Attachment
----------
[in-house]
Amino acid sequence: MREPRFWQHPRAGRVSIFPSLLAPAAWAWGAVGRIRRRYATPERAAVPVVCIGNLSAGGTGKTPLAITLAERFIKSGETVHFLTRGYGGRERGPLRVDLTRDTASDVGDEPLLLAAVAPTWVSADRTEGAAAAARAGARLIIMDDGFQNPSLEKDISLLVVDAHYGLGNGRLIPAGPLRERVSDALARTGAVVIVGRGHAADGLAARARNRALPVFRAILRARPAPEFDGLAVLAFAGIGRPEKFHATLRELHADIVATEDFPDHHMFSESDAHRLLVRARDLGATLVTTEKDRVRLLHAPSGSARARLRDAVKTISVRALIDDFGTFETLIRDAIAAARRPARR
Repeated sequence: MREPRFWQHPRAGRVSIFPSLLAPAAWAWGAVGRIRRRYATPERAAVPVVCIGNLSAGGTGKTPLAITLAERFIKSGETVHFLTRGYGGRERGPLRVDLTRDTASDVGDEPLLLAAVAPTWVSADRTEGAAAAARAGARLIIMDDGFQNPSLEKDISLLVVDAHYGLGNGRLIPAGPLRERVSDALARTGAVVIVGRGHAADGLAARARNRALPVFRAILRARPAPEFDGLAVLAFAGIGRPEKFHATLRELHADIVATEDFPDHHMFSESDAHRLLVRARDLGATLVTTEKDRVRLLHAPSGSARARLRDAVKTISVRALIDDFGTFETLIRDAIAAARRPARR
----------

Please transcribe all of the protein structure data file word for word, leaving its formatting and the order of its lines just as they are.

[in-house]
Amino acid sequence: MREPRFWQHPRAGRVSIFPSLLAPAAWAWGAVGRIRRRYATPERAAVPVVCIGNLSAGGTGKTPLAITLAERFIKSGETVHFLTRGYGGRERGPLRVDLTRDTASDVGDEPLLLAAVAPTWVSADRTEGAAAAARAGARLIIMDDGFQNPSLEKDISLLVVDAHYGLGNGRLIPAGPLRERVSDALARTGAVVIVGRGHAADGLAARARNRALPVFRAILRARPAPEFDGLAVLAFAGIGRPEKFHATLRELHADIVATEDFPDHHMFSESDAHRLLVRARDLGATLVTTEKDRVRLLHAPSGSARARLRDAVKTISVRALIDDFGTFETLIRDAIAAARRPARR
Repeated sequence: MREPRFWQHPRAGRVSIFPSLLAPAAWAWGAVGRIRRRYATPERAAVPVVCIGNLSAGGTGKTPLAITLAERFIKSGETVHFLTRGYGGRERGPLRVDLTRDTASDVGDEPLLLAAVAPTWVSADRTEGAAAAARAGARLIIMDDGFQNPSLEKDISLLVVDAHYGLGNGRLIPAGPLRERVSDALARTGAVVIVGRGHAADGLAARARNRALPVFRAILRARPAPEFDGLAVLAFAGIGRPEKFHATLRELHADIVATEDFPDHHMFSESDAHRLLVRARDLGATLVTTEKDRVRLLHAPSGSARARLRDAVKTISVRALIDDFGTFETLIRDAIAAARRPARR